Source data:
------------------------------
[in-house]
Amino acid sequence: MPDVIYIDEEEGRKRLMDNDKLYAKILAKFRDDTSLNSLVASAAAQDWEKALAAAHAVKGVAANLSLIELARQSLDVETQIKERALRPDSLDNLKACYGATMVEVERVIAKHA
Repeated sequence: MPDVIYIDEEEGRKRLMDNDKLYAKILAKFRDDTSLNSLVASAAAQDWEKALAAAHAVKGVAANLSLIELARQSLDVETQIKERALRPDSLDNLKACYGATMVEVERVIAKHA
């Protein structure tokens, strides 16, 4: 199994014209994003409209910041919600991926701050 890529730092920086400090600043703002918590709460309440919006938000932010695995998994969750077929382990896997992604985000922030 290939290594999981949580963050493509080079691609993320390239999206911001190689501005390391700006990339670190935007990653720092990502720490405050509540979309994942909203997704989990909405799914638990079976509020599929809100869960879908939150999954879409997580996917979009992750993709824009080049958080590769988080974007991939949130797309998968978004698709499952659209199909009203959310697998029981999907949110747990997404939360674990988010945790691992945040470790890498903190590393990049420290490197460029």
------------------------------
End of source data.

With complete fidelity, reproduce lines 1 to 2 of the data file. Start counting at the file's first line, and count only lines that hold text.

[in-house]
Amino acid sequence: MPDVIYIDEEEGRKRLMDNDKLYAKILAKFRDDTSLNSLVASAAAQDWEKALAAAHAVKGVAANLSLIELARQSLDVETQIKERALRPDSLDNLKACYGATMVEVERVIAKHA